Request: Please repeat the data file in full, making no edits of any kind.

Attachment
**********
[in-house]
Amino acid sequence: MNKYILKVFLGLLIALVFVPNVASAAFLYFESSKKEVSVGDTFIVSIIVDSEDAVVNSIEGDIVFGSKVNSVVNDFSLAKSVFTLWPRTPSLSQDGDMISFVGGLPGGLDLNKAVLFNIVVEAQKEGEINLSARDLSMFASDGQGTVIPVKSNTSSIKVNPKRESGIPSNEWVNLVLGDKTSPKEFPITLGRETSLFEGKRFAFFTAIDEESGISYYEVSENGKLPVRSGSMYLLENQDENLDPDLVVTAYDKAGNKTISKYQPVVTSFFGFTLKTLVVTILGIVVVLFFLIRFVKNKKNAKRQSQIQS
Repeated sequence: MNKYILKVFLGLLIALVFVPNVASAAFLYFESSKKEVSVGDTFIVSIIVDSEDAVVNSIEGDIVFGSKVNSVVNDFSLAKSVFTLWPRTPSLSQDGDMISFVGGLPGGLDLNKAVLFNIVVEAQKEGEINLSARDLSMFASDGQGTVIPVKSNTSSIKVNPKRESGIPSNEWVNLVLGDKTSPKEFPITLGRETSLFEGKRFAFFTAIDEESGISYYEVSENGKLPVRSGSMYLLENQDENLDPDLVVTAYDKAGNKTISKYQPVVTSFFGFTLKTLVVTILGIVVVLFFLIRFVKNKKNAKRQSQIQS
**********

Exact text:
[in-house]
Amino acid sequence: MNKYILKVFLGLLIALVFVPNVASAAFLYFESSKKEVSVGDTFIVSIIVDSEDAVVNSIEGDIVFGSKVNSVVNDFSLAKSVFTLWPRTPSLSQDGDMISFVGGLPGGLDLNKAVLFNIVVEAQKEGEINLSARDLSMFASDGQGTVIPVKSNTSSIKVNPKRESGIPSNEWVNLVLGDKTSPKEFPITLGRETSLFEGKRFAFFTAIDEESGISYYEVSENGKLPVRSGSMYLLENQDENLDPDLVVTAYDKAGNKTISKYQPVVTSFFGFTLKTLVVTILGIVVVLFFLIRFVKNKKNAKRQSQIQS
Repeated sequence: MNKYILKVFLGLLIALVFVPNVASAAFLYFESSKKEVSVGDTFIVSIIVDSEDAVVNSIEGDIVFGSKVNSVVNDFSLAKSVFTLWPRTPSLSQDGDMISFVGGLPGGLDLNKAVLFNIVVEAQKEGEINLSARDLSMFASDGQGTVIPVKSNTSSIKVNPKRESGIPSNEWVNLVLGDKTSPKEFPITLGRETSLFEGKRFAFFTAIDEESGISYYEVSENGKLPVRSGSMYLLENQDENLDPDLVVTAYDKAGNKTISKYQPVVTSFFGFTLKTLVVTILGIVVVLFFLIRFVKNKKNAKRQSQIQS